Shaw, Leroy R. “Time and the Structure of Hermann Hesse’s Siddhartha.” Symposium 11 (1957): 204-224. A close reading of the text, demonstrating how Hesse communicates his vision of Unity through an intricate blending of form and meaning. A perceptive and illuminating analysis.
Timpe, Eugene E. “Hesse’s Siddhartha and the Bhagavad Gita.” Comparative Literature 10 (1969): 421-426. Demonstrates that Hesse was deeply influenced by the Bhagavad Gita (c. first or second century c.e.) when he wrote his book and that Siddhartha’s quest for self-realization follows the path suggested by the Bhagavad Gita.
This handout provides examples and description about writing papers in literature. It discusses research topics, how to begin to research, how to use information, and formatting.
Contributors:Mark Dollar, Purdue OWL
Last Edited: 2017-10-25 10:18:45
What about MLA format?
All research papers on literature use MLA format, as it is the universal citation method for the field of literary studies. Whenever you use a primary or secondary source, whether you are quoting or paraphrasing, you will make parenthetical citations in the MLA format [Ex. (Smith 67).] Your Works Cited list will be the last page of your essay. Consult the OWL handout on MLA for further instructions.
Note, however, the following minor things about MLA format:
- Titles of books, plays, or works published singularly (not anthologized) should be italicised unless it is a handwritten document, in which case underlining is acceptable. (Ex. Hamlet, Great Expectations)
- Titles of poems, short stories, or works published in an anthology will have quotation marks around them. (Ex. "Ode to a Nightingale," "The Cask of Amontillado")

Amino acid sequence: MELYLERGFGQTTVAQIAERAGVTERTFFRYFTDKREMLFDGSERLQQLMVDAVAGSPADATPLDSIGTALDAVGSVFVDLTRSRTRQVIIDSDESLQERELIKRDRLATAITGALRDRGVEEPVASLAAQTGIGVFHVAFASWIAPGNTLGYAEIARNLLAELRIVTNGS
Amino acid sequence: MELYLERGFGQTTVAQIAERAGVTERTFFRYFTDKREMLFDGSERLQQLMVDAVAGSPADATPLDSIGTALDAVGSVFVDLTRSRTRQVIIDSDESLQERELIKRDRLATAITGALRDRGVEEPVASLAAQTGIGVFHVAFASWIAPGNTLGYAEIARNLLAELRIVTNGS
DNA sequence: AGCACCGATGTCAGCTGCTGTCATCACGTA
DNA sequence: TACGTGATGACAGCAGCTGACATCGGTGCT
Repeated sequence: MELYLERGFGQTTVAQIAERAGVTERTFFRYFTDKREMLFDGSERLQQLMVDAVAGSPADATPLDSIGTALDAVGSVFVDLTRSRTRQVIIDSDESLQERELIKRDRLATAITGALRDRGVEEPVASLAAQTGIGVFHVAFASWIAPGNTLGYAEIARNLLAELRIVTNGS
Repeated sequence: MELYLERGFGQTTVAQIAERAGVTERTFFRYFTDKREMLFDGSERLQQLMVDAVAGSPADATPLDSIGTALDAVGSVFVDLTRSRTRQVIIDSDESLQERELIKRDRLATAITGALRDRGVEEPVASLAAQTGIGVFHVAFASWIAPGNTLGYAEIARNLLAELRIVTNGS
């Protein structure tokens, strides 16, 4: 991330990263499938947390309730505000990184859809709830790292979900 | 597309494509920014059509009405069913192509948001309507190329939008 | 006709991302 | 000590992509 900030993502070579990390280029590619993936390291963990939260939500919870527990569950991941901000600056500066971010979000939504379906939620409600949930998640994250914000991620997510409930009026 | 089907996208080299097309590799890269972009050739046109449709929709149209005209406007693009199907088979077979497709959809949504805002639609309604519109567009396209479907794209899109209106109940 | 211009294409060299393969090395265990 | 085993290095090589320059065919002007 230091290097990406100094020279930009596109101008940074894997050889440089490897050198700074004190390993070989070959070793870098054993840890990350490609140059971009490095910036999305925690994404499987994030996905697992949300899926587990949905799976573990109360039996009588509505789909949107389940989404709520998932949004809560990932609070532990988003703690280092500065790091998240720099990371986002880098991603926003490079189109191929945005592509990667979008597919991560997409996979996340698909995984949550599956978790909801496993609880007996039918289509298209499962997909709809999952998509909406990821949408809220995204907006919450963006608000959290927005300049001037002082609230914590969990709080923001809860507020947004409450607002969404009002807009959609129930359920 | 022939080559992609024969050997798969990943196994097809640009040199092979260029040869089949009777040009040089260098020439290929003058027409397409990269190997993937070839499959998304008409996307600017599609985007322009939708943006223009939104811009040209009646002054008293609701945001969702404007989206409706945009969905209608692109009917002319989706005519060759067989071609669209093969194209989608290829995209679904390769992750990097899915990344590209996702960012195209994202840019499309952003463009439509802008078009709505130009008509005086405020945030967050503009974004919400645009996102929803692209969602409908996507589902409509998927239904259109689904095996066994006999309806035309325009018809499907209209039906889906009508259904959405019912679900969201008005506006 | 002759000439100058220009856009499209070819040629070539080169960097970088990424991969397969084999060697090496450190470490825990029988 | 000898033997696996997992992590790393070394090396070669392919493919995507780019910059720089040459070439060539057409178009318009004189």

- All pages in your essay should have your last name the page number in the top right hand corner. (Ex. Jones 12)
If you're using Microsoft Word, you can easily include your name and page number on each page by following the these steps:
- Open "View" (on the top menu).
- Open "Header and Footer." (A box will appear at the top of the page you're on. And a "Header and Footer" menu box will also appear).
- Click on the "align right" button at the top of the screen. (If you're not sure which button it is, hold the mouse over the buttons and a small window should pop up telling you which button you're on.)
- Type in your last name and a space.
- Click on the "#" button which is located on the "Header and Footer" menu box. It will insert the appropriate page number.
- Click "Close" on the "Header and Footer" window.
That's all you need to do. Word will automatically insert your name and the page number on every page of your document.
What else should I remember?
- Don't leave a quote or paraphrase by itself-you must introduce it, explain it, and show how it relates to your thesis.
- Block format all quotations of more than four lines.
- When you quote brief passages of poetry, line and stanza divisions are shown as a slash (Ex. "Roses are red, / Violets are blue / You love me / And I like you").
- For more help, see the OWL handout on using quotes.